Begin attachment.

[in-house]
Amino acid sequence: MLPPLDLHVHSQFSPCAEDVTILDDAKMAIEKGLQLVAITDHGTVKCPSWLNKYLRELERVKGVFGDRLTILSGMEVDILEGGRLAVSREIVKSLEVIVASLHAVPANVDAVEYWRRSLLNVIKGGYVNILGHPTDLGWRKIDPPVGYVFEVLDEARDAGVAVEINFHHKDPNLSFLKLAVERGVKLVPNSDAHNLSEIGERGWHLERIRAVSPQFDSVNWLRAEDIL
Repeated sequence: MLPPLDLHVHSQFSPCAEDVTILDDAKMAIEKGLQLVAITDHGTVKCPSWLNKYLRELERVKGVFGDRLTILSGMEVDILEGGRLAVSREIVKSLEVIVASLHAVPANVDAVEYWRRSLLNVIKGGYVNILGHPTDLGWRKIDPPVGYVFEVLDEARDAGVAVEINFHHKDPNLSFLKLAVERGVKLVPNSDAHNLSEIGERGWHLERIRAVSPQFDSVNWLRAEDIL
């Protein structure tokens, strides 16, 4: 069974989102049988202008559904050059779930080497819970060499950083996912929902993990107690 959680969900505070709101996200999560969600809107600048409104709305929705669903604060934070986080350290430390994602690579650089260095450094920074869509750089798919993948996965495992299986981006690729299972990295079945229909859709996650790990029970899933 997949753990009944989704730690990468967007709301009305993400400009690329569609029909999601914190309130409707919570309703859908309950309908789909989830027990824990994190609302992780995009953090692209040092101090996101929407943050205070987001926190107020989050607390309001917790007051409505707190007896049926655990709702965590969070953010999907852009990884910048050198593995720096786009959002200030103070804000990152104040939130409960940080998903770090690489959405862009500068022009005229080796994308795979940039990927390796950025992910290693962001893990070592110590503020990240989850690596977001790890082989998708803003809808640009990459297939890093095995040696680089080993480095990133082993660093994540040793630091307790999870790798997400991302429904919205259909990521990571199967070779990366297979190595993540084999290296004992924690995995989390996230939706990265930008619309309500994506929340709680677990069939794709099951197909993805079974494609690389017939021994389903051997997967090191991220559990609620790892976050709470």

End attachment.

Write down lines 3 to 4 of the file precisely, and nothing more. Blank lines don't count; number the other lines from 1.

Repeated sequence: MLPPLDLHVHSQFSPCAEDVTILDDAKMAIEKGLQLVAITDHGTVKCPSWLNKYLRELERVKGVFGDRLTILSGMEVDILEGGRLAVSREIVKSLEVIVASLHAVPANVDAVEYWRRSLLNVIKGGYVNILGHPTDLGWRKIDPPVGYVFEVLDEARDAGVAVEINFHHKDPNLSFLKLAVERGVKLVPNSDAHNLSEIGERGWHLERIRAVSPQFDSVNWLRAEDIL
């Protein structure tokens, strides 16, 4: 069974989102049988202008559904050059779930080497819970060499950083996912929902993990107690 959680969900505070709101996200999560969600809107600048409104709305929705669903604060934070986080350290430390994602690579650089260095450094920074869509750089798919993948996965495992299986981006690729299972990295079945229909859709996650790990029970899933 997949753990009944989704730690990468967007709301009305993400400009690329569609029909999601914190309130409707919570309703859908309950309908789909989830027990824990994190609302992780995009953090692209040092101090996101929407943050205070987001926190107020989050607390309001917790007051409505707190007896049926655990709702965590969070953010999907852009990884910048050198593995720096786009959002200030103070804000990152104040939130409960940080998903770090690489959405862009500068022009005229080796994308795979940039990927390796950025992910290693962001893990070592110590503020990240989850690596977001790890082989998708803003809808640009990459297939890093095995040696680089080993480095990133082993660093994540040793630091307790999870790798997400991302429904919205259909990521990571199967070779990366297979190595993540084999290296004992924690995995989390996230939706990265930008619309309500994506929340709680677990069939794709099951197909993805079974494609690389017939021994389903051997997967090191991220559990609620790892976050709470």